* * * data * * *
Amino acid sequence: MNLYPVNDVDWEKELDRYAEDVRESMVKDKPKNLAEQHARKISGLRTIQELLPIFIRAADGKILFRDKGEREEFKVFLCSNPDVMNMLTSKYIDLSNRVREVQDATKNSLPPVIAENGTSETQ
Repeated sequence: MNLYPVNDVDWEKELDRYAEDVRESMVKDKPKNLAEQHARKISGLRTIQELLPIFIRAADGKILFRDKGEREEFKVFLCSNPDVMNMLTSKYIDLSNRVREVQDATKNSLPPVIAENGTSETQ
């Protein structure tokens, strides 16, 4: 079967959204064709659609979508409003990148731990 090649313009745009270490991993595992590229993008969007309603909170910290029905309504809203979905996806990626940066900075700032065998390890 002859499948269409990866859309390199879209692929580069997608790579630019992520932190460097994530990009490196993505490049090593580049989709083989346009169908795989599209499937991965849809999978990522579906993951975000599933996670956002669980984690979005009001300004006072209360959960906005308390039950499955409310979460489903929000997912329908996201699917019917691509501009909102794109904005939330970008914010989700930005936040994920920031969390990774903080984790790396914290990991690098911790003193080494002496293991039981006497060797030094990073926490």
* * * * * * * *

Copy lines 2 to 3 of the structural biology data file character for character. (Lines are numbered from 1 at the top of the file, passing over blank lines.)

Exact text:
Repeated sequence: MNLYPVNDVDWEKELDRYAEDVRESMVKDKPKNLAEQHARKISGLRTIQELLPIFIRAADGKILFRDKGEREEFKVFLCSNPDVMNMLTSKYIDLSNRVREVQDATKNSLPPVIAENGTSETQ
């Protein structure tokens, strides 16, 4: 079967959204064709659609979508409003990148731990 090649313009745009270490991993595992590229993008969007309603909170910290029905309504809203979905996806990626940066900075700032065998390890 002859499948269409990866859309390199879209692929580069997608790579630019992520932190460097994530990009490196993505490049090593580049989709083989346009169908795989599209499937991965849809999978990522579906993951975000599933996670956002669980984690979005009001300004006072209360959960906005308390039950499955409310979460489903929000997912329908996201699917019917691509501009909102794109904005939330970008914010989700930005936040994920920031969390990774903080984790790396914290990991690098911790003193080494002496293991039981006497060797030094990073926490």